As part of the drive to remove religious instruction from state schools in New Zealand, there are many small barriers to overcome. One of them is the way that schools present and promote the classes to parents. In my experience, most parents are under the impression that “RE classes” are part of the normal (official) school day. This could not be further from the truth, but if a parent sees the question on the school enrolment form, it looks official.
My Daughter’s school uses an enrolment form provided by the NZ Principals’ Federation. You can see the question regarding RE superimposed over the photo on this page. It sits in the top section of a very detailed form that asks all about her family contact details, ethnic background, doctor’s details and so on.
I emailed the NZPF to ask them about the enrolment forms that they provide…
Date: 3rd April 2017
Firstly, “Religious Education” refers to the objective, academic study of religion, which is not what this enrolment question is asking about. While these classes may be referred to colloquially as “RE” or “religious education”, section 78 of the Education Act 1964 allows for “Religious Instruction”, and this is what the enrolment forms should be stating. Otherwise, the forms are not asking the correct question.
Secondly, I believe that even including the question of religious instruction on the enrolment form has it’s own issues. Because the question appears on the enrolment form, a parent may reasonably expect the classes to be part of the official school curriculum, when they are not. After all, there are no questions about stamp club or sports on the same form. Furthermore, there should be more information provided to parents regarding the classes the school is offering beyond a simple yes/no. Who provides the syllabus? What does it teach? What are the alternatives?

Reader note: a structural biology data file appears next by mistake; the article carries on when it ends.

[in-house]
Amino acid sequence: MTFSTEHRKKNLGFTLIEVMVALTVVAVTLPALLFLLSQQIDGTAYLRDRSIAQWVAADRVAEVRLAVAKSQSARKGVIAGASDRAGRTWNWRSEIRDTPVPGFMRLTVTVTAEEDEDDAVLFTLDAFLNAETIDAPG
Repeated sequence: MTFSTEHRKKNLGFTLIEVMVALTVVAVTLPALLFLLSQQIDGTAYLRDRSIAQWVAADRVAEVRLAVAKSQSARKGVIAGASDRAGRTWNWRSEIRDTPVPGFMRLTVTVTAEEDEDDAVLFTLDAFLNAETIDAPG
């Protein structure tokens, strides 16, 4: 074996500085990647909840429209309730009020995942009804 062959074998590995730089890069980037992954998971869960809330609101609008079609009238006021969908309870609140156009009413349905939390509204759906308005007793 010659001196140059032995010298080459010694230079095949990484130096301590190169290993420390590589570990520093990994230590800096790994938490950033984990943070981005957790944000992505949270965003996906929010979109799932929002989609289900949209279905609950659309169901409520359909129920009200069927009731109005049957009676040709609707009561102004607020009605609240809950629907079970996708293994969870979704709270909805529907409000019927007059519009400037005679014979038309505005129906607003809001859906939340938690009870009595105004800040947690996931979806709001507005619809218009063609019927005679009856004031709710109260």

By including this question on your enrolment form, the NZPF suggests that a parent giving uninformed consent is enough, when clearly, it is not. Uninformed consent is no consent at all. I don’t believe that a simple yes or no in response to the wrong question is enough. Do you?
I was pleasantly surprised when their office responded the same day saying that they have forwarded my email to their President (Whetu Cormick) and that they would table my email for discussion at their next executive meeting on 12-13th May.
I followed up a couple of weeks after the meeting and got this reply;
Date: 30th May 2017
Your message was forwarded to the NZPF President, Whetu Cormick, to be discussed at the executive meeting held May 12 & 13.
The issues with respect to religious education/religious instruction you raised were discussed by the executive and the decision was made to remove the question from any future print runs of the school enrolment form.
There were some practical issues also raised in respect of the enrolment forms we hold in stock and how to manage this issue in the immediate future, but they are logistical issues.
Wow! Never has common sense prevailed so quickly with any of my enquiries within the education sector!
So what will this achieve?
The school must now provide their own forms to parents for opting out of religious instruction classes. This pushes the onus of responsibility onto them for getting it right. Not just using the right term, but also providing enough information for parents to make an informed decision. They can no longer rely on a form provided by the NZPF. It forces the question of what to do about it into the spotlight. It’s a small victory but a satisfying one.
I applaud the NZPF on their progressive action on this and also Whetu Cormick’s comments on another common sense issue – gender neutral uniforms. Whetu was quoted recently;
“My view is that all kids should feel safe to be who they are culturally and in terms of their sexuality, because we know that if kids can be who they are in a whole range of areas they will achieve better,”
This comment could equally be applied to children regarding religious views. Being forced out of their own classroom because their parents don’t hold the same views as the board of trustees (who approve the classes), does not make them feel safe.